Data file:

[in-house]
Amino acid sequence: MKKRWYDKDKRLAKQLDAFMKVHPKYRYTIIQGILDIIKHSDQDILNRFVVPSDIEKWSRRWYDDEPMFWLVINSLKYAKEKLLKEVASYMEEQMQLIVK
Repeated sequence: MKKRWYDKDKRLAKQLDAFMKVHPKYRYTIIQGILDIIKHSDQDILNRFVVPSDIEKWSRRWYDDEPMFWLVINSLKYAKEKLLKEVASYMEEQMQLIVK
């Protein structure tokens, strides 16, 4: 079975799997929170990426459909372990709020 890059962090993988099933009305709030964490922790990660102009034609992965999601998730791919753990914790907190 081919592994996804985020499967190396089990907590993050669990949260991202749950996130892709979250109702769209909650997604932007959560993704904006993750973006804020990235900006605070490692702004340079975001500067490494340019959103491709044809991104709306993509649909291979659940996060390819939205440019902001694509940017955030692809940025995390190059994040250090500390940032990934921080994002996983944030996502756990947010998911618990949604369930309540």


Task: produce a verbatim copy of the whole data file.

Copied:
[in-house]
Amino acid sequence: MKKRWYDKDKRLAKQLDAFMKVHPKYRYTIIQGILDIIKHSDQDILNRFVVPSDIEKWSRRWYDDEPMFWLVINSLKYAKEKLLKEVASYMEEQMQLIVK
Repeated sequence: MKKRWYDKDKRLAKQLDAFMKVHPKYRYTIIQGILDIIKHSDQDILNRFVVPSDIEKWSRRWYDDEPMFWLVINSLKYAKEKLLKEVASYMEEQMQLIVK
């Protein structure tokens, strides 16, 4: 079975799997929170990426459909372990709020 890059962090993988099933009305709030964490922790990660102009034609992965999601998730791919753990914790907190 081919592994996804985020499967190396089990907590993050669990949260991202749950996130892709979250109702769209909650997604932007959560993704904006993750973006804020990235900006605070490692702004340079975001500067490494340019959103491709044809991104709306993509649909291979659940996060390819939205440019902001694509940017955030692809940025995390190059994040250090500390940032990934921080994002996983944030996502756990947010998911618990949604369930309540």